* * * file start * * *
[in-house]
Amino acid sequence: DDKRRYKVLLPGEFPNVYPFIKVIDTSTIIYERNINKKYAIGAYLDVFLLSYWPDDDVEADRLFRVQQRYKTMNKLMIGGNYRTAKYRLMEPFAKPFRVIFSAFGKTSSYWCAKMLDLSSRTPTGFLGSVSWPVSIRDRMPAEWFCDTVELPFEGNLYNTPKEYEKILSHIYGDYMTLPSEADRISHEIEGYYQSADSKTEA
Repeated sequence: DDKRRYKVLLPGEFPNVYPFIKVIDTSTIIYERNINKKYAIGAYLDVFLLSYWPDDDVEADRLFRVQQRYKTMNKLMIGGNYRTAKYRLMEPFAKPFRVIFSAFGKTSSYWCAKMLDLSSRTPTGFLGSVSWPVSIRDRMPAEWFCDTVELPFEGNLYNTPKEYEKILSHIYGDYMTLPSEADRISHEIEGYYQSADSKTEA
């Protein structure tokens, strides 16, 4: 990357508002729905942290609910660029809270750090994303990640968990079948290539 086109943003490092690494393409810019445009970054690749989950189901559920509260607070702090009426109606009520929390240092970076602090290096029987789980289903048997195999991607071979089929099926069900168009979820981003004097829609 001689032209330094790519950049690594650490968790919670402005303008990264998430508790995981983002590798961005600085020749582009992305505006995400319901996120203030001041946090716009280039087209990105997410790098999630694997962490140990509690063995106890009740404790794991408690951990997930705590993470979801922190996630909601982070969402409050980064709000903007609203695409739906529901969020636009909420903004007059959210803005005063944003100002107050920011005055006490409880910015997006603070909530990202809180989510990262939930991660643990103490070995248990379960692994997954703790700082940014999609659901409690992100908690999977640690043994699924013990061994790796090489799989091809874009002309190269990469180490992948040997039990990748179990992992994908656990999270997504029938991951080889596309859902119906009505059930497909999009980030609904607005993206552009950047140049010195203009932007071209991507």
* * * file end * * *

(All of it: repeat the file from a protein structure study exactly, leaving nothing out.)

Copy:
[in-house]
Amino acid sequence: DDKRRYKVLLPGEFPNVYPFIKVIDTSTIIYERNINKKYAIGAYLDVFLLSYWPDDDVEADRLFRVQQRYKTMNKLMIGGNYRTAKYRLMEPFAKPFRVIFSAFGKTSSYWCAKMLDLSSRTPTGFLGSVSWPVSIRDRMPAEWFCDTVELPFEGNLYNTPKEYEKILSHIYGDYMTLPSEADRISHEIEGYYQSADSKTEA
Repeated sequence: DDKRRYKVLLPGEFPNVYPFIKVIDTSTIIYERNINKKYAIGAYLDVFLLSYWPDDDVEADRLFRVQQRYKTMNKLMIGGNYRTAKYRLMEPFAKPFRVIFSAFGKTSSYWCAKMLDLSSRTPTGFLGSVSWPVSIRDRMPAEWFCDTVELPFEGNLYNTPKEYEKILSHIYGDYMTLPSEADRISHEIEGYYQSADSKTEA
């Protein structure tokens, strides 16, 4: 990357508002729905942290609910660029809270750090994303990640968990079948290539 086109943003490092690494393409810019445009970054690749989950189901559920509260607070702090009426109606009520929390240092970076602090290096029987789980289903048997195999991607071979089929099926069900168009979820981003004097829609 001689032209330094790519950049690594650490968790919670402005303008990264998430508790995981983002590798961005600085020749582009992305505006995400319901996120203030001041946090716009280039087209990105997410790098999630694997962490140990509690063995106890009740404790794991408690951990997930705590993470979801922190996630909601982070969402409050980064709000903007609203695409739906529901969020636009909420903004007059959210803005005063944003100002107050920011005055006490409880910015997006603070909530990202809180989510990262939930991660643990103490070995248990379960692994997954703790700082940014999609659901409690992100908690999977640690043994699924013990061994790796090489799989091809874009002309190269990469180490992948040997039990990748179990992992994908656990999270997504029938991951080889596309859902119906009505059930497909999009980030609904607005993206552009950047140049010195203009932007071209991507």